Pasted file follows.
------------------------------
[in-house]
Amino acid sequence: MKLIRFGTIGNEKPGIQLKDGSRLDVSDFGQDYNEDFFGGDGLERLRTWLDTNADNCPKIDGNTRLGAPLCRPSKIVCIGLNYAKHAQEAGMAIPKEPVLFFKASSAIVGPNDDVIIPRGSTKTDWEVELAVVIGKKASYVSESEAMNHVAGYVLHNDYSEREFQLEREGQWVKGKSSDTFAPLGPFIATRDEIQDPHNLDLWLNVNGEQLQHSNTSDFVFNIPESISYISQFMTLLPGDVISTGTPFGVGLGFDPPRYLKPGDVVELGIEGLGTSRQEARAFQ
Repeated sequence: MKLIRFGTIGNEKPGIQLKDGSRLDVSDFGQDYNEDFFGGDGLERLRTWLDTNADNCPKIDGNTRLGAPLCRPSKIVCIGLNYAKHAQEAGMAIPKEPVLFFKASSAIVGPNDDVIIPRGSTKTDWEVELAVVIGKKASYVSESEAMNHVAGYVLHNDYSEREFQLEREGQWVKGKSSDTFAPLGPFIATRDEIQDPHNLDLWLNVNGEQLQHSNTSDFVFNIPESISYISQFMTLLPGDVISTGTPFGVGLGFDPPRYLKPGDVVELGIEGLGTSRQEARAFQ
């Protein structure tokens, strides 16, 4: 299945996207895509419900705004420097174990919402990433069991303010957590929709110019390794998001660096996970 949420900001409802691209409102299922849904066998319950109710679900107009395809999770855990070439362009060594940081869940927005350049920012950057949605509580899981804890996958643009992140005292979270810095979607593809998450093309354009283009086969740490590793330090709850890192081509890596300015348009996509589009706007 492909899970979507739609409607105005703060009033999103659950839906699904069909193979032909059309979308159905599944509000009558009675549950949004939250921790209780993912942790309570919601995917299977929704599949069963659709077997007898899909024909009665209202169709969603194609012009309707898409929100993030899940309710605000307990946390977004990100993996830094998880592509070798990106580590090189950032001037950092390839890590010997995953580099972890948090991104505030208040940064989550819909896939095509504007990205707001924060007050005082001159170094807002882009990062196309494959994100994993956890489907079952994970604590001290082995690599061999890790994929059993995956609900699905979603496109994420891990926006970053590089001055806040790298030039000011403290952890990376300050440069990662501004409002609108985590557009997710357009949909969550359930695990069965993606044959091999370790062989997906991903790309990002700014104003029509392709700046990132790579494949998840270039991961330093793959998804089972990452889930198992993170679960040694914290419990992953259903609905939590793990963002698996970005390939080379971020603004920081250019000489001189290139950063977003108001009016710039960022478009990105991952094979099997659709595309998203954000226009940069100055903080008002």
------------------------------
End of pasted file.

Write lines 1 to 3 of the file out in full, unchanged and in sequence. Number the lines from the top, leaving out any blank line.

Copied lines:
[in-house]
Amino acid sequence: MKLIRFGTIGNEKPGIQLKDGSRLDVSDFGQDYNEDFFGGDGLERLRTWLDTNADNCPKIDGNTRLGAPLCRPSKIVCIGLNYAKHAQEAGMAIPKEPVLFFKASSAIVGPNDDVIIPRGSTKTDWEVELAVVIGKKASYVSESEAMNHVAGYVLHNDYSEREFQLEREGQWVKGKSSDTFAPLGPFIATRDEIQDPHNLDLWLNVNGEQLQHSNTSDFVFNIPESISYISQFMTLLPGDVISTGTPFGVGLGFDPPRYLKPGDVVELGIEGLGTSRQEARAFQ
Repeated sequence: MKLIRFGTIGNEKPGIQLKDGSRLDVSDFGQDYNEDFFGGDGLERLRTWLDTNADNCPKIDGNTRLGAPLCRPSKIVCIGLNYAKHAQEAGMAIPKEPVLFFKASSAIVGPNDDVIIPRGSTKTDWEVELAVVIGKKASYVSESEAMNHVAGYVLHNDYSEREFQLEREGQWVKGKSSDTFAPLGPFIATRDEIQDPHNLDLWLNVNGEQLQHSNTSDFVFNIPESISYISQFMTLLPGDVISTGTPFGVGLGFDPPRYLKPGDVVELGIEGLGTSRQEARAFQ